As a nod to April being poetry month, 10 on the 10th looks at the craft of writing poetry. So the books below are not poetry collections, but backstage glimpses into how poems are created and why, how they have evolved and how you can write poetry yourself.
Of course, this is not an exhaustive list, nor is it an “approved” or “recognized” list. This is a list of different aspects of writing poetry compiled by a lover of poetry and a work-in-progress poet. (Me, Gwynn Scheltema.) Some of these books I own, others have been recommended by friends and teachers at poetry courses. Be brave. Explore a few.
A Sky Full of Poems – Eve Merriam
This little book for children, is what got me started writing poetry. Eve Merriam explains the elements of rhythm, figurative language and other components of a poem with actual poems. Out of print now, it is still available as a used book.
How to Write Poetry – Nancy Bogen
An adult version of A Sky Full of Poems, this book covers the basics of the mechanics of poetry: meter, rhyme, traditional forms, sonics, tone, and rhythm. It also offers ways to get started.
The Poet’s Companion: A Guide to the Pleasures of Writing Poetry – Kim Addonizio and Dorianne Laux
Want to dive deeper? This is the book I keep handy for its brief essays on the elements of poetry, technique, and suggested subjects for writing, with exercises—a kind of do-it-yourself course—along with tips on getting published and writing in the electronic age.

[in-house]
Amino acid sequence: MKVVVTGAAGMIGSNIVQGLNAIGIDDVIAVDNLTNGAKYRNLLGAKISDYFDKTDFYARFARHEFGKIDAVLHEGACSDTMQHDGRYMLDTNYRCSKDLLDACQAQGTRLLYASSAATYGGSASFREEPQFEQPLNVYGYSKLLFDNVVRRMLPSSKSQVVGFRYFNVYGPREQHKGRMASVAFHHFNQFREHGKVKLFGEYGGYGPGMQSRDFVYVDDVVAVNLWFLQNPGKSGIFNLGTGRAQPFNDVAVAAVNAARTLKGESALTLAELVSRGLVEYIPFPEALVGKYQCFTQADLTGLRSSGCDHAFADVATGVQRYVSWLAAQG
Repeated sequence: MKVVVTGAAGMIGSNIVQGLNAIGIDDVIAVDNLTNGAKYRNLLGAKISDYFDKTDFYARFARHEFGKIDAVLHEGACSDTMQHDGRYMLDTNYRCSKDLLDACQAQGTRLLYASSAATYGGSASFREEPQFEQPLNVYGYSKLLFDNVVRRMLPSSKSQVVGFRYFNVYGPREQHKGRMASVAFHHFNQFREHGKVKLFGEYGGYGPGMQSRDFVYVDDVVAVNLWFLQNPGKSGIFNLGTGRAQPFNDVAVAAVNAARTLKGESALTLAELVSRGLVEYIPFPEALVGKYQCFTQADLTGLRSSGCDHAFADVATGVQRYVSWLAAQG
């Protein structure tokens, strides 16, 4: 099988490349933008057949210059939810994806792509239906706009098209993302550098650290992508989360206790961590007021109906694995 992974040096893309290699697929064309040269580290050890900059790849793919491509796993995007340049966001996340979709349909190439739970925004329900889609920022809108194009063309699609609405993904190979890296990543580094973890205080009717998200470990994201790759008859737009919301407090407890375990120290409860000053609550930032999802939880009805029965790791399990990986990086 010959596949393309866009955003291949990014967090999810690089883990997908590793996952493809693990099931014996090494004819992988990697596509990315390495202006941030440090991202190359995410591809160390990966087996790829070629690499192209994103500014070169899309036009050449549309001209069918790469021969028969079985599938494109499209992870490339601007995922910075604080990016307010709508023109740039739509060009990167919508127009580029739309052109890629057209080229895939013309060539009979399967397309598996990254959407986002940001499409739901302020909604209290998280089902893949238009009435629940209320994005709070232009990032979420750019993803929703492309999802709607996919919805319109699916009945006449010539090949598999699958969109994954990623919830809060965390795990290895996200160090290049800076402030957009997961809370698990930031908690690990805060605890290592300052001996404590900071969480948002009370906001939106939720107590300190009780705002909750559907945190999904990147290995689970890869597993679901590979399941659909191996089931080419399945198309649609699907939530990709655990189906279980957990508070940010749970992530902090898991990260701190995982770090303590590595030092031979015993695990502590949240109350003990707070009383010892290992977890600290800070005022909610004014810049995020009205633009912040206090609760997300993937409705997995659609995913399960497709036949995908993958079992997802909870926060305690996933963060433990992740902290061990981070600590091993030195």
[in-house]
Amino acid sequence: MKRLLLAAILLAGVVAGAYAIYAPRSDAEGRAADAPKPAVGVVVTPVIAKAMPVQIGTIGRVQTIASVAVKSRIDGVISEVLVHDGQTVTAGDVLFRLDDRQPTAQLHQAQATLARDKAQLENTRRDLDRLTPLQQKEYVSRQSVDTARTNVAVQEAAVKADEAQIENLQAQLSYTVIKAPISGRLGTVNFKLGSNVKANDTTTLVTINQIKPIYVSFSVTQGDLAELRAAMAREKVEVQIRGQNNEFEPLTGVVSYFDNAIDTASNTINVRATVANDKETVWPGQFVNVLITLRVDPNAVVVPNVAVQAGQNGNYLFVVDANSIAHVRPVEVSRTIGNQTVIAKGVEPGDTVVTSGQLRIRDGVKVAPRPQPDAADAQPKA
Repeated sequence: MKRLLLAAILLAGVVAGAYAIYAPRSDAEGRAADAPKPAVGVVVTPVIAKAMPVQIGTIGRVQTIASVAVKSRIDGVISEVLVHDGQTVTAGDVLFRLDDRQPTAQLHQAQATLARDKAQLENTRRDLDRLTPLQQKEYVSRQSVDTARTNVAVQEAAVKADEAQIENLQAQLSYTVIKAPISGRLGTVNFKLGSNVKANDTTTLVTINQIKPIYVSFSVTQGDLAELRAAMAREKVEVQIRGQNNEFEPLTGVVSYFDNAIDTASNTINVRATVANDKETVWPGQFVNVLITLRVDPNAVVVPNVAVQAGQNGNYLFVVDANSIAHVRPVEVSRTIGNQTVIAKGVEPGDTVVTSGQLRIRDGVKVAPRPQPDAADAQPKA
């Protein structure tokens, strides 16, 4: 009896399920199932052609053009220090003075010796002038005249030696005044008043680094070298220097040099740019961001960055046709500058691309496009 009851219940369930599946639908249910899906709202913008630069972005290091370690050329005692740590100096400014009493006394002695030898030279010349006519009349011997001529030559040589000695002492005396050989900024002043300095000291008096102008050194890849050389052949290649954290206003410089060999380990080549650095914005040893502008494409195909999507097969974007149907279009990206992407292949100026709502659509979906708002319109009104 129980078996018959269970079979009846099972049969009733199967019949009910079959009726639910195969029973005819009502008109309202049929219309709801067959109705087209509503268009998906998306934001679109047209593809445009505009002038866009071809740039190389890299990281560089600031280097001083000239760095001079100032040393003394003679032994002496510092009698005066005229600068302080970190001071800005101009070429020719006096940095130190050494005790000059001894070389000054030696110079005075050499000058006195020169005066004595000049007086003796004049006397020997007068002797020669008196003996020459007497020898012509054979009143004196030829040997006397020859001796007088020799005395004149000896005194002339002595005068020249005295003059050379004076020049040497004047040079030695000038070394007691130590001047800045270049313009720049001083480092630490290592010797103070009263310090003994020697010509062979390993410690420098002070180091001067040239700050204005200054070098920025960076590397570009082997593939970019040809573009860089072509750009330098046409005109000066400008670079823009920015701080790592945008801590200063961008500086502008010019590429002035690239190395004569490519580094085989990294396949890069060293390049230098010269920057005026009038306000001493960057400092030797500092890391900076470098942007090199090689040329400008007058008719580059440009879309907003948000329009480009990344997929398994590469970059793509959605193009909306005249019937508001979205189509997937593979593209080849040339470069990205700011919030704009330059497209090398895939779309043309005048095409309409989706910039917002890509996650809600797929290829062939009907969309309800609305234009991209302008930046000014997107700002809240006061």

An Introduction to Poetry – X.J. Kennedy and Dana Gioia
My well-thumbed textbook from poetry studies at Trent University, this comprehensive yet accessible volume offers everything from how to read a poem, to writing critically about a poem. It explores everything from irony to word choice, from imagery to assonance. All aspects are illustrated with examples, supported with further reading lists, questions and exercises to fully engage.
20th-Century Poetry and Poetics – Edited by Gary Eddes
And just like aspiring artists study art history and the old masters, so modern poets can benefit from a study of how poetry has developed up to the modern day, and what was written by those that came before. Over 70 poet profiles with poems and 30 essays provide fascinating reading. I especially like that a large number of the poets featured are Canadian.
Ten Windows: How Great Poems Transform the World – Jane Hirshfield
A fine poet in her own right, Hirshfield takes the reader through close readings of poems by famous poets from Dickinson and Bashō to Heaney and Bishop, and shows us how poems work.
The Art of Description: World into Word – Mark Doty
A master at evoking emotion in his own poems through description, this is a great book for poets looking to take their craft to another level. He explores the importance of describing the observable world and the inner experience of it, and the informing of each by the other. Doty’s “Description’s Alphabet,” an A to Z of random thoughts on description is just as relevant to prose as poetry.
Best Words, Best Order: Essays on Poetry – Stephen Dobyns
If you want to understand more about communicating with your reader, Dobyns guides the poet through the intricacies of voice and tone, metaphor, and pacing among other things.
In Fine Form: The Canadian Book of Form Poetry – Edited by Kate Braid and Sandy Shreve.
This all-Canadian anthology presents more than 25 forms and 180 poems arranged by section, one for each form, giving the form’s history and variations. Used in classrooms across the country, it covers formal poetry from sonnets and ghazals, triolets and ballads, to villanelles and palindromes and many more.
This list began simply and ends simply, and there are many versions of rhyming dictionaries available including online. All I know is that I have a Pocket Oxford version that has been a mind helper for years and can travel with me easily.